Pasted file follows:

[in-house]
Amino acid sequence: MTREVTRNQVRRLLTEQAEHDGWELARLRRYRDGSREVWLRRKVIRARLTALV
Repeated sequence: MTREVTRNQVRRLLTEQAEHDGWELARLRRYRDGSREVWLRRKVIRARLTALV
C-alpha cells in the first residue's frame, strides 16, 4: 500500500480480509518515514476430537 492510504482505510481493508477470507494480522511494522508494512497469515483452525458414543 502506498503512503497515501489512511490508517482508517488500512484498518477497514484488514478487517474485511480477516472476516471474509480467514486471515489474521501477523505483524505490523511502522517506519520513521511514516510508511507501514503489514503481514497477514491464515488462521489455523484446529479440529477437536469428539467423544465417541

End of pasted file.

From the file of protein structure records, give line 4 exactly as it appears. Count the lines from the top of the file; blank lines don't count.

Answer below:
C-alpha cells in the first residue's frame, strides 16, 4: 500500500480480509518515514476430537 492510504482505510481493508477470507494480522511494522508494512497469515483452525458414543 502506498503512503497515501489512511490508517482508517488500512484498518477497514484488514478487517474485511480477516472476516471474509480467514486471515489474521501477523505483524505490523511502522517506519520513521511514516510508511507501514503489514503481514497477514491464515488462521489455523484446529479440529477437536469428539467423544465417541